His face lit up like Christmas had come early, and he held the tea up to his face, deeply inhaling the rich aroma. He took a long, appreciative sip and sighed. “Oh, Martha Jones, you are an angel. An absolute angel, and don’t let anyone tell you otherwise.” She held him up as he finished the tea, pleased to feel the tremors in his back lessening as the warm liquid did its work. Tentatively, she let go, and he listed a little to the side, but remained more or less upright, draining the last contents of the cup. He turned to face her, lowering the mug to his lap. “You know,” he said sleepily. “I can see you now. A bit blurry on the edges, maybe, but there you are. My Martha Jones. Don’t know where I’d be without you.”

He smiled at her then, that smile that made her forget how to breathe, and that was when Martha knew he really was going to be okay. His eyelids started to flutter, and his eyes began sliding slowly out of focus. Martha held on to him with one arm, keeping him upright until she had taken the mug and pulled back his blankets. Keeping her hand behind his head, she lowered him gently down to the pillow, pulled his feet up onto the bed and tucked him in snugly. “Goodnight, Doctor.”

“ ‘Night, Martha,” he said dreamily. His voice tailed off to a whisper. “Thank you.”

“You’re welcome,” she whispered back. She kissed him softly on the forehead and sat back, running soothing fingers through his hair as he drifted off to sleep. She knew that tomorrow would blaze with the Oncoming Storm, heroes would rise and governments would fall…But tonight the Time Lord slept, and Martha tip-toed from the room, wishing him sweet dreams.


“Ow.” Jolt. “Ow.” Jolt. “Ow.”

“It’s alright, we’re nearly there,” the Doctor said.

“Yeah, easy for you to say,” Martha said, gritting her teeth as the cart jolted over another pothole. Broken. That ankle was definitely broken. She and the Doctor had managed to stop a horde of super-intelligent space-lizards from taking over what would be called the state of Georgia in a few years, but in the process, Martha had been forced to leap out of a hay loft before it exploded. The landing, obviously, had not gone well.

“No, really we are,” he assured her. “We parked just over the top of that hill, remember?” He signaled the driver, who pulled the oxcart to a bumpy halt, and leapt to the ground.

He held out his arms to Martha, and she smiled and shook her head. “Thanks, but I’m not having you carry me up the hill. Just help me down, will you, and I can lean on your shoulder.”

“I promise I won’t drop you.”

Martha eyed the rocky hill apprehensively. It wasn’t that she didn’t trust the Doctor, but carrying someone was always awkward, and that hill looked pretty uneven. Then again, the odds of her getting up it on one foot weren’t all that appealing either. “Okay,” she said, scooting towards the back of the cart. “Just be careful.”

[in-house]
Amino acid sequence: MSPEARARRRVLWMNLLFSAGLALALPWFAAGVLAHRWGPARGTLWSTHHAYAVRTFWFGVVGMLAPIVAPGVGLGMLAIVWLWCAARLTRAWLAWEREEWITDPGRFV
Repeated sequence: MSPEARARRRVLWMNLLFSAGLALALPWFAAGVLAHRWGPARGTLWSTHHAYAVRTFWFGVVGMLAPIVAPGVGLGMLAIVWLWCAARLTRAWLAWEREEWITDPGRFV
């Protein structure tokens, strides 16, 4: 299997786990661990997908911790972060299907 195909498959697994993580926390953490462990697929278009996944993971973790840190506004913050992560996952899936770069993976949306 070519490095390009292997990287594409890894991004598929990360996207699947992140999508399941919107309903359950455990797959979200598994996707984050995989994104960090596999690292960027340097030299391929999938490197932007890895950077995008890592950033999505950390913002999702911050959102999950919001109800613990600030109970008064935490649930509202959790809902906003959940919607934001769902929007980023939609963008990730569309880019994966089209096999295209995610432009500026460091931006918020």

He scooped her off the edge of the cart. “Oh, I’m always careful with you,” he said, grinning warmly. He thanked the driver and started up the hill slowly.

She smiled and put her arms around his neck, savoring the feel of his arms around her. She had accepted by now that a romance with the Doctor was never going to happen. Didn’t mean she couldn’t enjoy this, though. She shifted into a more cozy position and rested her head on his chest, listening to the soothing double beat of his hearts.

“Comfy?” he asked, smiling down at her, amused.


True to his word, the Doctor was careful as he made his way up the hill, never stumbling once. Arriving at the TARDIS was a bit more awkward, as he realized he had no free hand with which to open the door. After some deliberation, he looked down at her. “A bit ungallant of me to ask, perhaps, but would you get the door, Martha?”

She smiled and pulled the key from around her neck, wishing she could have held on to him a bit longer. She opened the door and he edged through sideways, nudging the door closed behind him with his foot. “Thanks. I think I can manage now,” she told him.

“Nonsense! We’re going straight to the sick bay–I’ve got just the thing for mending that ankle.” He swept off down the corridors, much more sure-footed now that he was back on level ground, and soon Martha found herself sitting on an exam table in what looked like a perfectly normal doctor’s office.

“This is the sick bay?” she asked, confused. Last time they’d been in there, it had been much more high tech.

“It’s the exam room,” he told her, his head deep inside a cupboard. “The TARDIS realized we didn’t need the whole thing, so it just brought us this bit.” His voice was a bit muffled now as his entire upper body seemed to have vanished into the cupboard. “I think the rest of it’s downstairs.”

“What are you doing?”

“I’m looking for–ah hah! Here it is!” He emerged triumphantly from the cupboard, his hair sticking out in more directions than seemed possible in only three dimensions. He was brandishing what looked, to Martha, suspiciously like an electric toothbrush.